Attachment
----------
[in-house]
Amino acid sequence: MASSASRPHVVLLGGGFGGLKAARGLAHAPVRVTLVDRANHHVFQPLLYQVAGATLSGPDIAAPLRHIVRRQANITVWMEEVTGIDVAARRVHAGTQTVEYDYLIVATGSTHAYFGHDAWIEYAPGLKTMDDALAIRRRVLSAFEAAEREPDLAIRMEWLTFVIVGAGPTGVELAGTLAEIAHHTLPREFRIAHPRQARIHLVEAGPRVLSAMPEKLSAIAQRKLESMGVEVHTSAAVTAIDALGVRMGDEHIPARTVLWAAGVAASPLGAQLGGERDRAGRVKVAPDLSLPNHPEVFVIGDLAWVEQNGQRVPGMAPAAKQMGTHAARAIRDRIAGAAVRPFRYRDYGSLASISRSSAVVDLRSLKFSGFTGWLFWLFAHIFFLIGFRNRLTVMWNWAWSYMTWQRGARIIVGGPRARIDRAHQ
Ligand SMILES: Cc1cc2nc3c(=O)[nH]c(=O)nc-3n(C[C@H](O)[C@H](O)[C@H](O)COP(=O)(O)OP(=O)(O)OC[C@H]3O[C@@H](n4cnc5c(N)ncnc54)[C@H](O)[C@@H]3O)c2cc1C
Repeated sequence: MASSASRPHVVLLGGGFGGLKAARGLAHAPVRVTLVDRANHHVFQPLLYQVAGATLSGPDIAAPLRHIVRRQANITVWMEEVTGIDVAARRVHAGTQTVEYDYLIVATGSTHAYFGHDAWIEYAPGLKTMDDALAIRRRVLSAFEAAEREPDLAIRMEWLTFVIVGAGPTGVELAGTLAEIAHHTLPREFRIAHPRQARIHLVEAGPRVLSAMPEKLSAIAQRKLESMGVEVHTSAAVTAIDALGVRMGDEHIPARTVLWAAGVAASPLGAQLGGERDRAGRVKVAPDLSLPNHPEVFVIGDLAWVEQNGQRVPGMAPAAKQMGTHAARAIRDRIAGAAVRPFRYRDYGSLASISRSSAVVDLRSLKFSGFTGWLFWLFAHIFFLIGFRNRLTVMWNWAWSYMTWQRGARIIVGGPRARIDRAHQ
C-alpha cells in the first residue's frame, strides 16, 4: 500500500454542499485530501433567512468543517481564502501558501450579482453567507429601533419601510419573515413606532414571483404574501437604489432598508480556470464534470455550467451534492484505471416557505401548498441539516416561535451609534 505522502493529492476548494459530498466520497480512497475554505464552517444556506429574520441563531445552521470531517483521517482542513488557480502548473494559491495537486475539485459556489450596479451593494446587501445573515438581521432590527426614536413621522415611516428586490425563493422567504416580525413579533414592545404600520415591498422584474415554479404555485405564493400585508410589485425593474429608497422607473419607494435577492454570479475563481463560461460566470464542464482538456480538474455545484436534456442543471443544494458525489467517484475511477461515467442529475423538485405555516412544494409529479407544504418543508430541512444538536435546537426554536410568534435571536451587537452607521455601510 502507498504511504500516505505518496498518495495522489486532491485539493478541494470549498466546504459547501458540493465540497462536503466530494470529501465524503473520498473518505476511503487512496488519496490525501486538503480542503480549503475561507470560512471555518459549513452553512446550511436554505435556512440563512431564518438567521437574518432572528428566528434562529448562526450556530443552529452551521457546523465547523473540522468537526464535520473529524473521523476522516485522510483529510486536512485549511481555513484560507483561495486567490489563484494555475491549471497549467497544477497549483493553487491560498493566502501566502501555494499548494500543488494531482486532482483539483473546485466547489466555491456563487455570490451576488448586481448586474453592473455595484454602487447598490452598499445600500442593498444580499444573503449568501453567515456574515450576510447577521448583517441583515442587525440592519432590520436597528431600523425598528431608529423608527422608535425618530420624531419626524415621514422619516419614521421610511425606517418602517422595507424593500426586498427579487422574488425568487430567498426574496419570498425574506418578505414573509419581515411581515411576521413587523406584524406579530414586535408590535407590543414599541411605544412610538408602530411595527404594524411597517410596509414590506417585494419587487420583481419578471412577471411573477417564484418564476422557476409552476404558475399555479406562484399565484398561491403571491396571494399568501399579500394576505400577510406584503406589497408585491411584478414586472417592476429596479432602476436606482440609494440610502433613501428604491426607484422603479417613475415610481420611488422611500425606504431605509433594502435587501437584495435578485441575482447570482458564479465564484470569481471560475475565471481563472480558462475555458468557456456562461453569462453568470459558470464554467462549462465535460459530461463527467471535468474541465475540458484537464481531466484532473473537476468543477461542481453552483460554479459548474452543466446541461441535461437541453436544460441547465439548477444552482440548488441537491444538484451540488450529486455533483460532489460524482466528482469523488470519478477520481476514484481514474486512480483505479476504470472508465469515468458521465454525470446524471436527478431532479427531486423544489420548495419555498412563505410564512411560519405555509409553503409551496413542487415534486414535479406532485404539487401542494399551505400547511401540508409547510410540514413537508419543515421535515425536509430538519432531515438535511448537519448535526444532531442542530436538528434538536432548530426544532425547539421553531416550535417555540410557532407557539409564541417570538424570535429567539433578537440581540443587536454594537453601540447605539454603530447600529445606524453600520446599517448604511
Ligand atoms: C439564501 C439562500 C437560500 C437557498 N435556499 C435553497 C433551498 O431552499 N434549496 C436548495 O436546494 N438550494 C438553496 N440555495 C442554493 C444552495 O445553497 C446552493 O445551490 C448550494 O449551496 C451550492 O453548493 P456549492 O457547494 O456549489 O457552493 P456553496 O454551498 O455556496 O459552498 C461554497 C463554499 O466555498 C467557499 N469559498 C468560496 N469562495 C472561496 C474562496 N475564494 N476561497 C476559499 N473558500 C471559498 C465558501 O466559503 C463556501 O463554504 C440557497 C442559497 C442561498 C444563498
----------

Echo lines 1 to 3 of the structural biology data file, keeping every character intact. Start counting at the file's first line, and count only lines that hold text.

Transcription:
[in-house]
Amino acid sequence: MASSASRPHVVLLGGGFGGLKAARGLAHAPVRVTLVDRANHHVFQPLLYQVAGATLSGPDIAAPLRHIVRRQANITVWMEEVTGIDVAARRVHAGTQTVEYDYLIVATGSTHAYFGHDAWIEYAPGLKTMDDALAIRRRVLSAFEAAEREPDLAIRMEWLTFVIVGAGPTGVELAGTLAEIAHHTLPREFRIAHPRQARIHLVEAGPRVLSAMPEKLSAIAQRKLESMGVEVHTSAAVTAIDALGVRMGDEHIPARTVLWAAGVAASPLGAQLGGERDRAGRVKVAPDLSLPNHPEVFVIGDLAWVEQNGQRVPGMAPAAKQMGTHAARAIRDRIAGAAVRPFRYRDYGSLASISRSSAVVDLRSLKFSGFTGWLFWLFAHIFFLIGFRNRLTVMWNWAWSYMTWQRGARIIVGGPRARIDRAHQ
Ligand SMILES: Cc1cc2nc3c(=O)[nH]c(=O)nc-3n(C[C@H](O)[C@H](O)[C@H](O)COP(=O)(O)OP(=O)(O)OC[C@H]3O[C@@H](n4cnc5c(N)ncnc54)[C@H](O)[C@@H]3O)c2cc1C